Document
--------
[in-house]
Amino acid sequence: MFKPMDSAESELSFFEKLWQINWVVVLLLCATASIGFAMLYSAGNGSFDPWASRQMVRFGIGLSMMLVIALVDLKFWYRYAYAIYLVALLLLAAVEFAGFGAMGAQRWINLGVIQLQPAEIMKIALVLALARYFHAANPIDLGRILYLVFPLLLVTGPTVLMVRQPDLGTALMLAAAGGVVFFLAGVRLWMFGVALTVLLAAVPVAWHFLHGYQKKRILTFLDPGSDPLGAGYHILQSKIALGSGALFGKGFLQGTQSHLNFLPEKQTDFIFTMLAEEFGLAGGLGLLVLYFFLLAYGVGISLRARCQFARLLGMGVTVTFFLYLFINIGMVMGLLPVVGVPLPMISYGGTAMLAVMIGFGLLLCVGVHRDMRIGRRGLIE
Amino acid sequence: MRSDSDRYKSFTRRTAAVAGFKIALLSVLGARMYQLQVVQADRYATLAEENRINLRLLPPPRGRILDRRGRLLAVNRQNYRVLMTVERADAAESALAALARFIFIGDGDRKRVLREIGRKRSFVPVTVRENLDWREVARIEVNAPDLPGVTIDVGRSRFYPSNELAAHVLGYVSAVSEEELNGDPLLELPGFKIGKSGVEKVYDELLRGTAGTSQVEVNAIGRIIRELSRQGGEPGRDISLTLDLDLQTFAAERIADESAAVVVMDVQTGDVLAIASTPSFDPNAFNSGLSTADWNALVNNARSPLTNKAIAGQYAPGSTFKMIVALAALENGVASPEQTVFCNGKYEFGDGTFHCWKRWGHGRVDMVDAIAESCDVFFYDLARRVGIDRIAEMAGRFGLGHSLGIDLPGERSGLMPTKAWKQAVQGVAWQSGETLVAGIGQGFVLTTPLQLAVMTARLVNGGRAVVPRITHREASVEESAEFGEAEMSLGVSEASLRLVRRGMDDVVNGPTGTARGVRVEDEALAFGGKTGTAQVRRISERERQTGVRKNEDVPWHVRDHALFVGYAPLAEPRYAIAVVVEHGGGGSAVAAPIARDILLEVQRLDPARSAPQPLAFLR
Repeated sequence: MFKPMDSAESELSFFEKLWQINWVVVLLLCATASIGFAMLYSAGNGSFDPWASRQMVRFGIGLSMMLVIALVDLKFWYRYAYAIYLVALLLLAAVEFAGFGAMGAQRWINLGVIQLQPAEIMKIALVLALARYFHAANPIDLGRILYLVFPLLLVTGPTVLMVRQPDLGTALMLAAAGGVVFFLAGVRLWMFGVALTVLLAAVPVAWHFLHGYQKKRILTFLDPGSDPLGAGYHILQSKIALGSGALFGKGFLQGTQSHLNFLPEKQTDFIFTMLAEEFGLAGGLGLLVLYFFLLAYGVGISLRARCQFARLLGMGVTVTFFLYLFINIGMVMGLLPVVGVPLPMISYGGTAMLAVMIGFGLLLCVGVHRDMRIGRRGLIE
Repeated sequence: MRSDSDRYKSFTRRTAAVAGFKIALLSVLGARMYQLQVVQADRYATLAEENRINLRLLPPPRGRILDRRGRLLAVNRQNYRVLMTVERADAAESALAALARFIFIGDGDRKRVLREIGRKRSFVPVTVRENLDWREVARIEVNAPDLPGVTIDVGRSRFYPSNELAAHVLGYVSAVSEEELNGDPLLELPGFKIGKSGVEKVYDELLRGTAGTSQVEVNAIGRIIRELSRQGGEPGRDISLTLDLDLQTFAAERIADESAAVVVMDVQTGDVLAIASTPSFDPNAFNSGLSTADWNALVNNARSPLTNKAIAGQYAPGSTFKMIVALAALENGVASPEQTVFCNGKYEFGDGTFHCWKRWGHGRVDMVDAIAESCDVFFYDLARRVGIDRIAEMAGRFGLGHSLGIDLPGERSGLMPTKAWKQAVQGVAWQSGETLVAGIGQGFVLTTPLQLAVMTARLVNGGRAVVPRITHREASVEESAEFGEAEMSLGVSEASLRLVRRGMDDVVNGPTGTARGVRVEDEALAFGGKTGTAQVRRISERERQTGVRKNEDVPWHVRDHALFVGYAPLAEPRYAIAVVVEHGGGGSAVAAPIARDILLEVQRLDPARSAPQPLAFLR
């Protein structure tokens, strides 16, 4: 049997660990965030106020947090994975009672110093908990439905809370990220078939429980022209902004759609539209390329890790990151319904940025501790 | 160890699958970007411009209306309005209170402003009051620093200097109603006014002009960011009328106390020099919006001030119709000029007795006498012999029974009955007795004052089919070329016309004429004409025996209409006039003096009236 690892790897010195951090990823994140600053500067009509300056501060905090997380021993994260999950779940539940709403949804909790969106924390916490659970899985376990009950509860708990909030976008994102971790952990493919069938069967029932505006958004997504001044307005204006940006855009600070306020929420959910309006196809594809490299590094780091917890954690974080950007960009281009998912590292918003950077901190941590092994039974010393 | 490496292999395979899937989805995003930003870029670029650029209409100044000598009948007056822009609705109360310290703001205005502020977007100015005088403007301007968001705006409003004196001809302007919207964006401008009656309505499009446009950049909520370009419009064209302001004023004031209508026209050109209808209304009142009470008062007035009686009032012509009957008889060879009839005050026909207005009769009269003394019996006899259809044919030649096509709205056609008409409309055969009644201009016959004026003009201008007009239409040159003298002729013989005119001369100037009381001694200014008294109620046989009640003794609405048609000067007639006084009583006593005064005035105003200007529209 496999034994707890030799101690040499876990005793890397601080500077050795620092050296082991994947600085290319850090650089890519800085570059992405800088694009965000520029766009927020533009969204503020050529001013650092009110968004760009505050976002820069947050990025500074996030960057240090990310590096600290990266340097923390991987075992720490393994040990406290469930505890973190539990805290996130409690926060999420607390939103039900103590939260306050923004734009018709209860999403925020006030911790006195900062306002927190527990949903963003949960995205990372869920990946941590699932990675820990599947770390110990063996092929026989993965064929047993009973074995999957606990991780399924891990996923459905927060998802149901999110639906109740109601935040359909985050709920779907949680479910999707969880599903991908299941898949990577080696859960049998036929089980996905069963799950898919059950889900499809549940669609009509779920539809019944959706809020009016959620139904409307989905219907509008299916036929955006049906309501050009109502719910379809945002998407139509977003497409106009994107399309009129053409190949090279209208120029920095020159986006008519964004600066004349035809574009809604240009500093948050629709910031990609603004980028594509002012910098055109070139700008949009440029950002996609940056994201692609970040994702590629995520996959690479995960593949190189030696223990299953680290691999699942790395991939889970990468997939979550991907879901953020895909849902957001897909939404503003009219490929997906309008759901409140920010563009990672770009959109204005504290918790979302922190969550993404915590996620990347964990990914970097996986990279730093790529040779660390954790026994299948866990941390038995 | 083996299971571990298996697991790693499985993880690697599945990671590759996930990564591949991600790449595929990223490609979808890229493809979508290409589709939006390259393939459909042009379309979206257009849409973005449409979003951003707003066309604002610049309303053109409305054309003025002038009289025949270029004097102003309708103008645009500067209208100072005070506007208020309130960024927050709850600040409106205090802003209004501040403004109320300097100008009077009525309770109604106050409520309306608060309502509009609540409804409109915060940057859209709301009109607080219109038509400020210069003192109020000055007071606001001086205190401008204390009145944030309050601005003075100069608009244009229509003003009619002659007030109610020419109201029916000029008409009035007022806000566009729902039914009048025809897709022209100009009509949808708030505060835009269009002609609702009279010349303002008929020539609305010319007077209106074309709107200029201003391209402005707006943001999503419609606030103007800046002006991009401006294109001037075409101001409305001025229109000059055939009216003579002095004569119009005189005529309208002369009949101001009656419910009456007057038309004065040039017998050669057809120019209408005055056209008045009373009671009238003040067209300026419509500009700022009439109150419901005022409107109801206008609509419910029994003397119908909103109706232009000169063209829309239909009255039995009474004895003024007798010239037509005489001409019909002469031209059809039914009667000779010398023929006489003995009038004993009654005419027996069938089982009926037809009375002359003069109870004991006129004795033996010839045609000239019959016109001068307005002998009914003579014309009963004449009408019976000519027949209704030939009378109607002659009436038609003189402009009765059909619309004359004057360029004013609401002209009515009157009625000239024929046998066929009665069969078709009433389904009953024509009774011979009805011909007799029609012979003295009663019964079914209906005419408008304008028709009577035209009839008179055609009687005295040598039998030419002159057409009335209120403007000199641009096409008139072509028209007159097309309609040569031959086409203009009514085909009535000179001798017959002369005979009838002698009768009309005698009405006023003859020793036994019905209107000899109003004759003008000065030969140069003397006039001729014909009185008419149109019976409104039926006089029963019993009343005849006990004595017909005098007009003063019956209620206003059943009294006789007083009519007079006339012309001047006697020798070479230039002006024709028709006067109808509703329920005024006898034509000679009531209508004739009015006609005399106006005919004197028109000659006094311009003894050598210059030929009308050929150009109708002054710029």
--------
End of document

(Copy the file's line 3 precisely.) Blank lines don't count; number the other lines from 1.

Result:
Amino acid sequence: MRSDSDRYKSFTRRTAAVAGFKIALLSVLGARMYQLQVVQADRYATLAEENRINLRLLPPPRGRILDRRGRLLAVNRQNYRVLMTVERADAAESALAALARFIFIGDGDRKRVLREIGRKRSFVPVTVRENLDWREVARIEVNAPDLPGVTIDVGRSRFYPSNELAAHVLGYVSAVSEEELNGDPLLELPGFKIGKSGVEKVYDELLRGTAGTSQVEVNAIGRIIRELSRQGGEPGRDISLTLDLDLQTFAAERIADESAAVVVMDVQTGDVLAIASTPSFDPNAFNSGLSTADWNALVNNARSPLTNKAIAGQYAPGSTFKMIVALAALENGVASPEQTVFCNGKYEFGDGTFHCWKRWGHGRVDMVDAIAESCDVFFYDLARRVGIDRIAEMAGRFGLGHSLGIDLPGERSGLMPTKAWKQAVQGVAWQSGETLVAGIGQGFVLTTPLQLAVMTARLVNGGRAVVPRITHREASVEESAEFGEAEMSLGVSEASLRLVRRGMDDVVNGPTGTARGVRVEDEALAFGGKTGTAQVRRISERERQTGVRKNEDVPWHVRDHALFVGYAPLAEPRYAIAVVVEHGGGGSAVAAPIARDILLEVQRLDPARSAPQPLAFLR